Single Bag Packing Checklist

He who would travel happily must travel light.       -Antoine de Saint-Exupéry

As I sit here trying to fit everything into a single bag (you know, luggage restrictions) for my trip to Chennai , I made a checklist so that I won’t forget any necessary items but also, do not take unnecessary things with me. It might help you the next time you pack your bag. Only the bare essentials are mentioned here :-


  1. ID Proof
  2. Tickets
  3. Important Addresses/Phone Numbers
  4. Cash and credit/debit cards


  1. Camera
  2. Chargers and Power Banks
  3. Earphones

Toiletry Bag

  1. Toothbrush and Toothpaste
  2. Soap and Face wash
  3. Towel
  4. Sunscreen
  5. Wet wipes
  6. Hairbrush/ comb
  7. Moisturizer

Clothes, Slippers and Prescribed Medicines

All the other items you can carry as per your requirements and availability of space in the bag.

Tip:- Always carry some plastic bags to keep the dirty or wet clothes separate from the clean ones.

Last but not the least, DO NOT forget your Sunglasses, in any case, they make you look COOL!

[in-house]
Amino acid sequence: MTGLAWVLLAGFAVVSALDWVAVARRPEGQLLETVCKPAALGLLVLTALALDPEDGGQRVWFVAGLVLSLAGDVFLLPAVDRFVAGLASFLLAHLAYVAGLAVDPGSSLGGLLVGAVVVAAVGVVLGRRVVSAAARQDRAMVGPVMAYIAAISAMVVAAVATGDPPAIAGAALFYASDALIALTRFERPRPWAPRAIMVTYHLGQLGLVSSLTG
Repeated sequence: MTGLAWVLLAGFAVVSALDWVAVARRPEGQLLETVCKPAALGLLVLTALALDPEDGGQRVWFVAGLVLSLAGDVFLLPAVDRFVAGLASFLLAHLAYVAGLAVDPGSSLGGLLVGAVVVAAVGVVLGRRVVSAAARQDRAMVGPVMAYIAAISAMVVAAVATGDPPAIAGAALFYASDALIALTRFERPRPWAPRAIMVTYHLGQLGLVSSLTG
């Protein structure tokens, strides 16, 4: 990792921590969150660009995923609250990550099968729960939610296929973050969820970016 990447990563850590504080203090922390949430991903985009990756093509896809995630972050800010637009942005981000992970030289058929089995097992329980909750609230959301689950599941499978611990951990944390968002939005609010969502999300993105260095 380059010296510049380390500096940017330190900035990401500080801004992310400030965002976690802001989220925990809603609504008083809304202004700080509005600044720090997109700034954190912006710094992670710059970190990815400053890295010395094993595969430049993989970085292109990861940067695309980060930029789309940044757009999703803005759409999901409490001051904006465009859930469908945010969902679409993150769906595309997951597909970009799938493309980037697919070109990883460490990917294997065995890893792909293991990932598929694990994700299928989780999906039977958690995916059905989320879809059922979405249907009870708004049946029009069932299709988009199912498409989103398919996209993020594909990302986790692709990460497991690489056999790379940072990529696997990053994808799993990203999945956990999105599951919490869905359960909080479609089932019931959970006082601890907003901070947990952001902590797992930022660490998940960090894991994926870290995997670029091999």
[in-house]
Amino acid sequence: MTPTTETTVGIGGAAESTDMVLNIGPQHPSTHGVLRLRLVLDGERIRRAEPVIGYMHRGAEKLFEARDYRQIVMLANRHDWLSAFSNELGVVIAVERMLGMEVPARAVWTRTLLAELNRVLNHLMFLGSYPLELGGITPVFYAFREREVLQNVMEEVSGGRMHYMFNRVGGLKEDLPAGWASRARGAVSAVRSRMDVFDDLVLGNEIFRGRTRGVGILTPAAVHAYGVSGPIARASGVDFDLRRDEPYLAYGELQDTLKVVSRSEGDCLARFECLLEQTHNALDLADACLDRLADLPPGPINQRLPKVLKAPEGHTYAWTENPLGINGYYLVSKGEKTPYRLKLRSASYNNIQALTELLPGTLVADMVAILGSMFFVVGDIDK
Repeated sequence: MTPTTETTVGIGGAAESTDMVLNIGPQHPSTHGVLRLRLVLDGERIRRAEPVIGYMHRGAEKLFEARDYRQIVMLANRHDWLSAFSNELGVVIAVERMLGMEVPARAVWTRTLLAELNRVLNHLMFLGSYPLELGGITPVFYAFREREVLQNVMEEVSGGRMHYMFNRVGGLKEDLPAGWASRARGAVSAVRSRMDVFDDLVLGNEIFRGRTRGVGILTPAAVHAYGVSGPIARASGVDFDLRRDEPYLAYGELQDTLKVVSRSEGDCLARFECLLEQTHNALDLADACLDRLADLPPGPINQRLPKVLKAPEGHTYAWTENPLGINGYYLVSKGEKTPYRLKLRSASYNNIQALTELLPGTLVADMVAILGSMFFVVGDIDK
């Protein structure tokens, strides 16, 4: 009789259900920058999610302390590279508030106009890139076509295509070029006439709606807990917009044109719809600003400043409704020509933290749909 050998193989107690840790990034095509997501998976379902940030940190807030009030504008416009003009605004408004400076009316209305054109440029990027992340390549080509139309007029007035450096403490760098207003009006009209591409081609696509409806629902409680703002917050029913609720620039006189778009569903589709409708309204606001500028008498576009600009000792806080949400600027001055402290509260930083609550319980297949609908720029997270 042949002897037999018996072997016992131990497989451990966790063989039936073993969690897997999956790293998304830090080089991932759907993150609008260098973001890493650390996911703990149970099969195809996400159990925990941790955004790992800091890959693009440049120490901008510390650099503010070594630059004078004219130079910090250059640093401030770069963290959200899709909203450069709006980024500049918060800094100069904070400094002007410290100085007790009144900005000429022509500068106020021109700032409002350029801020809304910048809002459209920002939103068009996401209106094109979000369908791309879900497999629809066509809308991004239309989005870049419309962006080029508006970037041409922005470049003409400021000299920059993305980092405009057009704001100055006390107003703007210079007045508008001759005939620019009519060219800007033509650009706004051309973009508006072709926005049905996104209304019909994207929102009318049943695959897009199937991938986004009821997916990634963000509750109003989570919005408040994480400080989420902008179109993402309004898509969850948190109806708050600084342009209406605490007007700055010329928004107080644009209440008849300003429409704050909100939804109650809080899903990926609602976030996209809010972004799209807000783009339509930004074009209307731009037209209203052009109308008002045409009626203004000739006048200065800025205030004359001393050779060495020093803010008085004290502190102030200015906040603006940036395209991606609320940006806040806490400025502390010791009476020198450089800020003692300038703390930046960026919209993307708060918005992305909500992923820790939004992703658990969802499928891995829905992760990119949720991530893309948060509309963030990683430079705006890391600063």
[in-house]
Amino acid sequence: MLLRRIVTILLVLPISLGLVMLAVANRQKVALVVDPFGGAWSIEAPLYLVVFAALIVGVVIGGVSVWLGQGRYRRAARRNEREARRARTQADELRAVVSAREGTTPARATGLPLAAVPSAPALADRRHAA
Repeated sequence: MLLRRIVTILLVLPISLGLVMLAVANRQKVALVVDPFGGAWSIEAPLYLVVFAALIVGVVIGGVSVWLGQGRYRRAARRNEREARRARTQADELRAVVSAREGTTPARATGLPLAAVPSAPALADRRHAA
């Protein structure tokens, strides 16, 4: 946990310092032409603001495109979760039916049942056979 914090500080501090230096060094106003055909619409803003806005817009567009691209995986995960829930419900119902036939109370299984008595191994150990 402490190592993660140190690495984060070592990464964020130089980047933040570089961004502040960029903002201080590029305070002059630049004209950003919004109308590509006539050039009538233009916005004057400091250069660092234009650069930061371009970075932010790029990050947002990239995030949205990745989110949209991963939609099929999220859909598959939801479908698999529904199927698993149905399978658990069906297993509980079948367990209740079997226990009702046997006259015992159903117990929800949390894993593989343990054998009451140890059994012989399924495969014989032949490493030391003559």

Frenetic trip to Dalhousie

On the road, anything that can go wrong, will go wrong – Murphy’s Law of Travel

This is not your typical travel post, consisting of details about the place or things to do there. This is the summary of my personal experience and what lessons can be taken from it.

In the desperate need to escape the hot June summers of Delhi, I decided to join my sisters as they were planning a road trip to Dalhousie with their families and friends.

It was simply supposed to be a weekend leisure trip and we were 14 people, 9 adults and 5 children. Instead of using public transportation, we hired a 16 seater Mini traveler bus and left from Gurugram (previously called Gurgaon) on Friday evening, and from here, the plan only went downhill, even though we haven’t left the plains yet.